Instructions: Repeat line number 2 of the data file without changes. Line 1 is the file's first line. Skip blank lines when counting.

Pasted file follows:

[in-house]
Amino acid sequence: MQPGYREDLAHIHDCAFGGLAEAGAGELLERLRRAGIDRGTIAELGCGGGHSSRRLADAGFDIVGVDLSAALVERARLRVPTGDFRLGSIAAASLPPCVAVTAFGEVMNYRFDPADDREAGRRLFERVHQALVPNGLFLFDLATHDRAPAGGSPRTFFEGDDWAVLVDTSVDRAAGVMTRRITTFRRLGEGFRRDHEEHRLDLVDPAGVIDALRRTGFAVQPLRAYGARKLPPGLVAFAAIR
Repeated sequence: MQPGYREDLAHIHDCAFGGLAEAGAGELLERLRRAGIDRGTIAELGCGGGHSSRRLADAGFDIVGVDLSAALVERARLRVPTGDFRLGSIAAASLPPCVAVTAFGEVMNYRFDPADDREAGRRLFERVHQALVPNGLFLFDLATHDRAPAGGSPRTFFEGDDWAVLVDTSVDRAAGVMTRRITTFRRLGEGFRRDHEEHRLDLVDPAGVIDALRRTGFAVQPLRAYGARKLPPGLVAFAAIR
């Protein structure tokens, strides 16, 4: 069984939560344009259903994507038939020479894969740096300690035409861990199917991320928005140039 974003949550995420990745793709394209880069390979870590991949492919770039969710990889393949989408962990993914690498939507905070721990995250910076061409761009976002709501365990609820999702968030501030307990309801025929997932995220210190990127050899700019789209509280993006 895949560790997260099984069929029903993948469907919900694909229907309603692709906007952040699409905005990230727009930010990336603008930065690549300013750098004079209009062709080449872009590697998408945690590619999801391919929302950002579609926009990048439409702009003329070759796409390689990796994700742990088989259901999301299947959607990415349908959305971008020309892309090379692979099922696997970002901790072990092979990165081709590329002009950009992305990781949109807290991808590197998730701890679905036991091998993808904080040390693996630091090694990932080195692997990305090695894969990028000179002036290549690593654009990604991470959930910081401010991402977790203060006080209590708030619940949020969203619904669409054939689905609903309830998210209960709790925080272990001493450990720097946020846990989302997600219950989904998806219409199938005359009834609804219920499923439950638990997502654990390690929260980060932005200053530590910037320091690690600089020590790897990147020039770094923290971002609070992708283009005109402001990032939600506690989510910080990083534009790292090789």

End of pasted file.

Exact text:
Amino acid sequence: MQPGYREDLAHIHDCAFGGLAEAGAGELLERLRRAGIDRGTIAELGCGGGHSSRRLADAGFDIVGVDLSAALVERARLRVPTGDFRLGSIAAASLPPCVAVTAFGEVMNYRFDPADDREAGRRLFERVHQALVPNGLFLFDLATHDRAPAGGSPRTFFEGDDWAVLVDTSVDRAAGVMTRRITTFRRLGEGFRRDHEEHRLDLVDPAGVIDALRRTGFAVQPLRAYGARKLPPGLVAFAAIR